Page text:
(Last Updated on : 18/04/2011)
Upanishads are ancient Hindu literature based on the dialogue between a realized soul acting as the teacher, Rishi and a sincere seeker of truth who approaches him as his disciple.
In Katha Upanishad the teacher is Yama -the death himself and the student is a young Nachiketa in his teens. This Upanishad, which consists of 120 verses, is one of the most popular Upanishads known for its simplicity and clarity in making the subject matter regarding the Highest Truth easily understandable.
The story goes this way that Vajashrava ,Nachiketa's father decided to perform the sacrificial ritual Viswajit Yajna in which the performer had to give away all his precious possessions .Since cows were held to be valuable and special possessions in those days Vajashrava decided to donate all his cows to the Brahmins. Nachiketa who at that time was in his teens was observing the sacrificial ritual with innocent interest. However he was surprised to notice that his father was giving away only old and disabled cows that were not capable of bearing calves and were of no use. This 'worldly cleverness' of his father produced enormous change in the heart of this young boy in whose heart was now immersed in Shraddha ( Faith). Nachiketa, in order to dissuade his father from engaging in further mean acts, asked, "O father, to whom have you decided to give me away?" (The purport was to bring to the notice of his father the fact that he has to give his everything and not just old cows.)
Initially, the father did not take any notice of this 'childish' question, but Nachiketa was stubborn and he repeated the question thrice when his irritated father said that he gave up young Nachiketa to death. Young Nachiketa went to the kingdom of Yama - The Death - where he waited for the return of Death from his duties. On his return, Yama was told about the 'Brahmin boy waiting for him for there days without food or water'.
Yama was impressed with the sincerity of Nachiketa, but also felt grieved that he was responsible for keeping a Brahmin boy waiting for him. Therefore, he granted three boons to Nachiketa one each for a day of waiting.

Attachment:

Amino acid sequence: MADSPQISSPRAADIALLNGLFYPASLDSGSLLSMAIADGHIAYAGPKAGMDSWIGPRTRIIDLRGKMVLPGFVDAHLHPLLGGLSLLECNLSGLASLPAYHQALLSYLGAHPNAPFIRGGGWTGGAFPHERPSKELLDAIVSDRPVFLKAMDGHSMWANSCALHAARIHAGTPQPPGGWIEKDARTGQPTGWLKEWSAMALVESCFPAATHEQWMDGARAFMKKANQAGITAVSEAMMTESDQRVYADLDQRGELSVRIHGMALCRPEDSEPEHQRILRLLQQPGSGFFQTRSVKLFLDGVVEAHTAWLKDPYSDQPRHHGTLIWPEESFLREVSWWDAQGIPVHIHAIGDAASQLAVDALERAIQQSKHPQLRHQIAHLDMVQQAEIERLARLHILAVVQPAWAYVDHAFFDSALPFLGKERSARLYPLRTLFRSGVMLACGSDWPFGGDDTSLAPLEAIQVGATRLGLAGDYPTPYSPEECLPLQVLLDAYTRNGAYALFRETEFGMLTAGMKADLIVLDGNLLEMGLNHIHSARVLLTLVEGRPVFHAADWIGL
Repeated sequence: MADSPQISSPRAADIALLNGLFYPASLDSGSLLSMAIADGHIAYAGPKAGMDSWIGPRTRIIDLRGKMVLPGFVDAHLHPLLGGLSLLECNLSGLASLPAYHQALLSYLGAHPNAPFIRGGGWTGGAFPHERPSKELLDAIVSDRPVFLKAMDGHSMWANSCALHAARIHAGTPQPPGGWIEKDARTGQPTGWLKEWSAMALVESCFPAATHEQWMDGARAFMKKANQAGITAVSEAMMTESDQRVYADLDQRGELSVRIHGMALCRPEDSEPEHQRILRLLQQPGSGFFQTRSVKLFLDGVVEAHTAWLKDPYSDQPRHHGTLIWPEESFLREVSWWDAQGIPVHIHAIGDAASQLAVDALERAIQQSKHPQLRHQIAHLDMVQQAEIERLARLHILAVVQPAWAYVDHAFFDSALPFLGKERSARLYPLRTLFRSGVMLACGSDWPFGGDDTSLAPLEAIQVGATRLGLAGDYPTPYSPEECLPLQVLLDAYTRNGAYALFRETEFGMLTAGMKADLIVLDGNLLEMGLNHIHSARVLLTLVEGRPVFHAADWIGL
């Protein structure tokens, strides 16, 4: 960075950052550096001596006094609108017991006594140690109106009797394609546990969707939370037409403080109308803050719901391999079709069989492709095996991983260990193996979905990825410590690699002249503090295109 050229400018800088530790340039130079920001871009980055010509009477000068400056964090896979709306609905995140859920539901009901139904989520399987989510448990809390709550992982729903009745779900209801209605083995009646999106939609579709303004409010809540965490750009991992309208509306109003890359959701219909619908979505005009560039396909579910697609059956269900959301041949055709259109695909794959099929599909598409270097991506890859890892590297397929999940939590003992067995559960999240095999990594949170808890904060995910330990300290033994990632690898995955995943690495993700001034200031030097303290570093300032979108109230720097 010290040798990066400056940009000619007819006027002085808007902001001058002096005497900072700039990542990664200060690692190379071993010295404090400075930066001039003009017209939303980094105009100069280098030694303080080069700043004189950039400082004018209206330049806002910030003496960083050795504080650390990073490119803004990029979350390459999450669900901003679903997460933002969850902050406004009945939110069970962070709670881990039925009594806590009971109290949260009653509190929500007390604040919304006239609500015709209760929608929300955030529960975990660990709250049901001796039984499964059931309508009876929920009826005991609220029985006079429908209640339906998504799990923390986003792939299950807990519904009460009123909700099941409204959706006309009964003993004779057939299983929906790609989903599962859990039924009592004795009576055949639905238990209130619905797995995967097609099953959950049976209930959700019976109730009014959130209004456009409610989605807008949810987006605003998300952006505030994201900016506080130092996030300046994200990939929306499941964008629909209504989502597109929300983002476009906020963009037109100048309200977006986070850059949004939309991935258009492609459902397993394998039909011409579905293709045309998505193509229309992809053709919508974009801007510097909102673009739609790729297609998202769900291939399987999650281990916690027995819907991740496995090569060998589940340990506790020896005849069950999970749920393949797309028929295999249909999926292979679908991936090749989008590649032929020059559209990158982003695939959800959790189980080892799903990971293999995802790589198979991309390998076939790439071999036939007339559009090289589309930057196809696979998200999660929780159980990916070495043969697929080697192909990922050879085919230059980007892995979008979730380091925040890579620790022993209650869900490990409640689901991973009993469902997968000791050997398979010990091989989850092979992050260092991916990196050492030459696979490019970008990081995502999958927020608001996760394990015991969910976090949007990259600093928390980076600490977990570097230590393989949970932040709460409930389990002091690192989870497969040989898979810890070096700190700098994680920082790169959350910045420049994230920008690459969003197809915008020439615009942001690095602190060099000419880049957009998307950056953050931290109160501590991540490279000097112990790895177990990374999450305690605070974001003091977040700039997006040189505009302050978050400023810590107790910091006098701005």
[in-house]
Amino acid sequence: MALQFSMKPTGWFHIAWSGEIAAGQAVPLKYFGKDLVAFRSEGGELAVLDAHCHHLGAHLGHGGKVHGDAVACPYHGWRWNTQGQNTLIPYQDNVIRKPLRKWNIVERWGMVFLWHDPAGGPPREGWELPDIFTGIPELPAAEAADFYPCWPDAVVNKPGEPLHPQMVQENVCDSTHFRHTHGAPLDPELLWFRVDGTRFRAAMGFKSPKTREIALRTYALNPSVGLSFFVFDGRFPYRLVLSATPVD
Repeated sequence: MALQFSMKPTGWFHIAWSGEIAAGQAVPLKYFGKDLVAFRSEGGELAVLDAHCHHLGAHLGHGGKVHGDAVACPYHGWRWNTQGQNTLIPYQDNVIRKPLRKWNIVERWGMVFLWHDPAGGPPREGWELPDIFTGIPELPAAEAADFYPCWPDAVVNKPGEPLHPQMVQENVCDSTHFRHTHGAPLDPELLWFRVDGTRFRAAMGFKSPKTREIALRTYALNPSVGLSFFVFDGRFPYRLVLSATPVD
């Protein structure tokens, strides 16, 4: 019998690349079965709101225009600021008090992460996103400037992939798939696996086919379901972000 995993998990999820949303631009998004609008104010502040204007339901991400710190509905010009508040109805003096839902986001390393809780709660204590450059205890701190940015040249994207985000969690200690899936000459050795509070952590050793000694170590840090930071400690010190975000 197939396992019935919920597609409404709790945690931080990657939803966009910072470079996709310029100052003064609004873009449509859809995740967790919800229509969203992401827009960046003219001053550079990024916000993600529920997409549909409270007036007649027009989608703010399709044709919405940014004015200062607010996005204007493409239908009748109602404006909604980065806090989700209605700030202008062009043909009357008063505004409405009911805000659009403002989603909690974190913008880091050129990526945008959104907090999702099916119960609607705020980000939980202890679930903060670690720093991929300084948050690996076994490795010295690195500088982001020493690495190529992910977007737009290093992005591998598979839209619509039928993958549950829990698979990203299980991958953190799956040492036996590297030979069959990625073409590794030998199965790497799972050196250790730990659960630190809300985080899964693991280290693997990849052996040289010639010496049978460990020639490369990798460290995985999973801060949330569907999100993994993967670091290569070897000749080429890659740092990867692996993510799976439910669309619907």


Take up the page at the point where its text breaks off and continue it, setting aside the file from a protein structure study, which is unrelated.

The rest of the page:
For the first boon Nachiketa asked that his father may become freed from anxiety about him and he may recognize him and talk to him when freed .The boon was granted. As the next boon Nachiketa asked for granting him the knowledge of the means to attain higher life in the heaven and immortality. In the Katha Upanishad there is a dialogue between Yama and the boy about the pure Fire and sacrificial rituals to attain heavenly life. Yama tells him about the methods and ways of performing these Yajnas etc. Death tells him that it is the sharpened intellect of the enlightened one, which qualifies that sadhaka to become fit to go to heaven. In heaven there is no fear, fear of old age, etc. Having overcome both hunger and thirst, and crossed over sorrow, one rejoices in the heavenly world.
Then comes the main subject matter of this Upanishad. Regarding the third boon, Nachiketa wanted to know about Truth itself .He asked for the ultimate knowledge. What is death, what is after death! What is Reality and what is Truth? Yama tries to dissuade the young boy from going into these complicated questions which have various shades for Death was not sure whether Nachiketa was qualified to receive this knowledge for which only an occasional and rare aspires.